Lincoln raising room and board fees for students

Curators approve several changes, OK upgrades at buildings

Lincoln University students will pay more for room and board next year, curators voted Thursday.

The fee increases range from $50 to $100, Jerome Offord, LU’s chief of staff, told the board, and were requested “basically due to the need to continuously repair older buildings, as well to keep our residence halls current for this generation of students.”

Several buildings will get “upgrades” such as new water heaters and restroom improvements this summer, he added.

Curators also approved a board change dropping the current 19-, 14- and 10-meal plans in favor of a “single meal plan,” with unlimited access to the cafeteria.

The students will be able to eat as much as they want, between 7 a.m. and 10:30 p.m.,” Offord explained. “They can come and go in the cafeteria as many times as they want.

“They will still have the three ‘heavy’ meals but, in between those times there will be other food there to consume.

“The goal is that the cafeteria will be more like a ‘Starbucks hangout location,’ where they can come in and grab some food — bananas, something to drink, or a salad or soup — and then sit at the tables, co-mingle, study or watch TV.”

However, he added, student IDs still will be needed to get into the cafeteria, “because we can’t feed everybody in Jeff City.”

President Kevin Rome has launched an “I’m In” campaign encouraging students to commit to returning to Lincoln next year.

Those students “who sign up to recommit to Lincoln in the residence halls” before the end of April will “have their room rates for this year honored for next year,” Offord said — so the new room rates, which differ from one dorm to another, would affect new students and those current students who don’t sign up until May 1 or later.

He said 76 students already have made that commitment.

Lincoln plans to build a new “Wellness Center,” with ground-breaking scheduled at Homecoming in the fall.

It’s intended to “house the Wellness academic program and provide students with a facility that supports healthy living,” a memo to board members said.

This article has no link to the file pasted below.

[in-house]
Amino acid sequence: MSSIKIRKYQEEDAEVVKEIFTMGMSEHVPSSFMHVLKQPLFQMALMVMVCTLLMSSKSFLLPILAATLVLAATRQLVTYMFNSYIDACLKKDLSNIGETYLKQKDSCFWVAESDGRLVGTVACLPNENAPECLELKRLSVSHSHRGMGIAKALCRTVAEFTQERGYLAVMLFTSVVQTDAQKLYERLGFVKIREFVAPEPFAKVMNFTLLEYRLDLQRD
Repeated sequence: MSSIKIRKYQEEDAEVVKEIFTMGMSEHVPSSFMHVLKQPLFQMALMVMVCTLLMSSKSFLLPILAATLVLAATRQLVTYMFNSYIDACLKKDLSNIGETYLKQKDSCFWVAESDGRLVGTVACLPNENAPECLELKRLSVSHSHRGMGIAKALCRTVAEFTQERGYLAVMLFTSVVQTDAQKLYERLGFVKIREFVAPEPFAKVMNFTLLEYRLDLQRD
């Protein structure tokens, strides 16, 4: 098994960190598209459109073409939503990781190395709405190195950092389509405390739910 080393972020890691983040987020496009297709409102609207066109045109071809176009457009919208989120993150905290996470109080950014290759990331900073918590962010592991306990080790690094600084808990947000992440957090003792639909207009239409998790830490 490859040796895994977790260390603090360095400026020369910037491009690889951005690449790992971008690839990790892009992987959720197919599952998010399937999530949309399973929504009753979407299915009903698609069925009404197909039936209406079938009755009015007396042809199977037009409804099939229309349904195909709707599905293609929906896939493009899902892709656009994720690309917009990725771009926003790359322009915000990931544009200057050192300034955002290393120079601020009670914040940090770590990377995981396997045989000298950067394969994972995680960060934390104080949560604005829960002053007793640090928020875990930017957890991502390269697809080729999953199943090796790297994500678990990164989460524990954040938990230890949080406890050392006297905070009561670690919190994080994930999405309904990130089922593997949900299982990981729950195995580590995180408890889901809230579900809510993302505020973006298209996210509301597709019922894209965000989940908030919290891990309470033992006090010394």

Curators approved a $75 per semester fee for all “main campus, degree-seeking students,” starting next month.

That money will go into a fund to be used to “purchase state-of-the-art equipment in year one and future years.”

The center will be built on Locust and East Atchison streets, south of the new Scruggs Residence Hall.

It will have classrooms, a full-sized gymnasium with a basketball court — and space to build another court in the future — and the proposed new home for the Boys and Girls Club, which must move from its present space because of the construction of the Lafayette Street interchange with the U.S. 50/63 Expressway.

Cary Gampher of Architects Alliance showed some conceptual drawings of what the floor plans will be.

The plans also provide space for a possible future swimming pool, a facility long-promised to LU students.

The school began collecting a student fee for that project in the 1980s, but hasn’t collected money in around 25 years, curators were told.

The Swimming Pool Fund has $615,114 in it. The board on Thursday approved transferring that money to the Wellness Center.

Curators also approved changes in LU’s Drug and Alcohol Policy and the policy statement on Sexual Assault, Domestic Violence, Dating Violence and Stalking.

Offord said those changes were required by federal and state law changes.

“We haven’t updated our policies since the early ’90s or late ’80s,” he told the board.

The drug and alcohol policy clearly notes that “Lincoln University prohibits the unlawful possession, use or distribution of illicit drugs and/or alcohol by students or employees on the university property or as a party of any official university activity.”

But, Offord said in answer to a question, students who are 21 or older — old enough to drink alcohol under state law — still may not have alcohol on campus.

Punishment for violations of the policy vary with the violation that occurred.

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